Dr. Jennifer Gunter wrote a blog post noting, among other things, that every industry analyst that she spoke to predicted the $1,500 price point. However, a commenter on that post notes that during the approval process, some drug outlook services were indicating that the drug could be marketed in the ~$200 price range. The commenter also indicates that the FDA also expected the price to be in that range, and was as surprised as the March of Dimes likely was. So while many industry analysts were predicting that the price would be in the $1,500 per dose range, March of Dimes was probably thinking that $200 per dose would be the price point.

Once the astronomical price was announced, the March of Dimes may have been restricted from what they said by a sponsorship agreement with KV. It’s not beyond the realm of possibility that they were concerned about losing a major sponsor, and thought that they could have a better chance to resolve the situation collaboratively rather than confrontationally. While initially the March of Dimes put a great deal of faith in Ther-Rx’s patient assistance program, the reality of the implementation proved questionable. The lack of progress led to the wimpy letter of March 14, and it was only after a further lack of progress that they issued a second letter on March 23 that finally got tough.

While many are deriding the March 23 letter as insufficient, the commenter notes that, within the confines of the pharmaceutical industry, that letter is actually “a very, very aggressive slap across the face to Ther-Rx/KV,” and “virtually calling out the bullshit.”

Now that the pressure’s on KV and Ther-Rx, let’s see how the meeting in Washington goes next week.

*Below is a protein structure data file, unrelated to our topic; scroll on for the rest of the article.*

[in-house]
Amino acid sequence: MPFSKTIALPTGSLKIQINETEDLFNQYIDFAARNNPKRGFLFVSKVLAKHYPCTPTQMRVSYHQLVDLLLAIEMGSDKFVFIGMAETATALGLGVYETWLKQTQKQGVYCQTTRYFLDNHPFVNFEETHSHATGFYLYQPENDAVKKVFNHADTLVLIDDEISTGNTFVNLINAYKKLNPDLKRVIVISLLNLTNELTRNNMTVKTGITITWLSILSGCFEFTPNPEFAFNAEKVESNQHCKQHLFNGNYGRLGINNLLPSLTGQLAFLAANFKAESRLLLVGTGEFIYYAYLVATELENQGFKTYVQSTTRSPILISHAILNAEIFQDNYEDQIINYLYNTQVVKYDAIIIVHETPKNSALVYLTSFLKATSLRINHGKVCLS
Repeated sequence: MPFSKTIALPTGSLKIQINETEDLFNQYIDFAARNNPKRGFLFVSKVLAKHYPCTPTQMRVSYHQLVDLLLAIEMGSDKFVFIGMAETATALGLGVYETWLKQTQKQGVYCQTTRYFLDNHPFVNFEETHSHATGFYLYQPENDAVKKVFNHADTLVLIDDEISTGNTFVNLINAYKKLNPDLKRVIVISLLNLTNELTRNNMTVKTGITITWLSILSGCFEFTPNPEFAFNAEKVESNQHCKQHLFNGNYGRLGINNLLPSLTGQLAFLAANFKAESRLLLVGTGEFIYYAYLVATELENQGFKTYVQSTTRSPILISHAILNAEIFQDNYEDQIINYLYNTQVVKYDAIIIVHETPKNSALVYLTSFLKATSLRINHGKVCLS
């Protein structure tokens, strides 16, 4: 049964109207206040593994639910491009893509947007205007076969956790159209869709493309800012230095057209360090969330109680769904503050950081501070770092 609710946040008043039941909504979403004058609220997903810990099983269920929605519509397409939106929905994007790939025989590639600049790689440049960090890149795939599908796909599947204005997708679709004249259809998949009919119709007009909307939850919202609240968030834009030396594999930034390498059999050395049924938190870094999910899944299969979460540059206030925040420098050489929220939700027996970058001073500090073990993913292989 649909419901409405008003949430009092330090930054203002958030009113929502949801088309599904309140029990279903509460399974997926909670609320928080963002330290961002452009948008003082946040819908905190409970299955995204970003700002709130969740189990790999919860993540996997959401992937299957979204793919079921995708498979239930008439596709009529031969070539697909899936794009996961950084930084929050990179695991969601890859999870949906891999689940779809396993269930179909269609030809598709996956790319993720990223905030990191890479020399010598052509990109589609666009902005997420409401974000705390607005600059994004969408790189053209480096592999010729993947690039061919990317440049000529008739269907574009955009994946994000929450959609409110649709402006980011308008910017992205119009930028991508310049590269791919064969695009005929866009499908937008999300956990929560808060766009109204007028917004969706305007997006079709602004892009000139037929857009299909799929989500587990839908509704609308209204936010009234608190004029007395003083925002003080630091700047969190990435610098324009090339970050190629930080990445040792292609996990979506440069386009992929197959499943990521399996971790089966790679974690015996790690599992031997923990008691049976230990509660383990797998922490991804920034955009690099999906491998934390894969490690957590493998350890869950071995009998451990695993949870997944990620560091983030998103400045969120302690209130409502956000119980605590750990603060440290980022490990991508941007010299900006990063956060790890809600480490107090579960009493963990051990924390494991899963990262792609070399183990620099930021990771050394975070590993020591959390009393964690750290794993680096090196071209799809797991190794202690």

Some other points have been raised, which I was curious about as well, so I did a little research:

Much has been made of the fact that March of Dimes President Dr. Jennifer Howse’s salary is $641,760. While I will not attempt to justify that figure, I will note that a Forbes Magazine study of the top 200 charities in the U.S. found that the average top salary for the charities was $624,225, which puts Howse’s salary toward the middle of the pack.

That same study shows that March of Dimes’ donor dependency, a measure of “how badly a nonprofit needs your contribution to break even,” is 100%, meaning that it relies heavily on donors to stay afloat. Its fundraising efficiency, a measure of “the percentage of gifts left after subtracting the cost of getting them,” was 84%, putting it in the bottom quarter of the 200, a bit below the average of 90%. March of Dimes’ charitable commitment, or “much of a charity’s total expense went directly to the charitable purpose,” was 75%, which put it in the bottom 10% of charities, well below the average of 86%. So there’s certainly room for improvement in the operations. Still, its organizational efficiency (taking into account program expenses, administrative expenses, fundraising expenses, and fundraising efficiency), as rated by Charity Navigator, earns it three out of four stars. Where it loses out, and brings its overall rating down to one out of four stars, is its organizational capacity (looking at primary revenue growth, program expenses growth, and working capital ratio). So the March of Dimes depends very heavily on private donations, and it needs to work at its overall financial stability and growth, and at trimming administrative and fundraising expenses.

Based on the wording of the March 23 letter, it’s apparent that March of Dimes has had a “longstanding and productive corporate relationship” with Ther-Rx, so it’s not a recent marriage of the two over Makena, as some were wondering.

I learned a lot from this research. How about you?

I’m still holding off on jump-starting my March for Babies campaign for this year pending results from next week’s meeting, but I’m feeling a lot better about March of Dimes than I did last week at this time.

What do you think? Do you still have unanswered questions about March of Dimes? Post them in the comments below!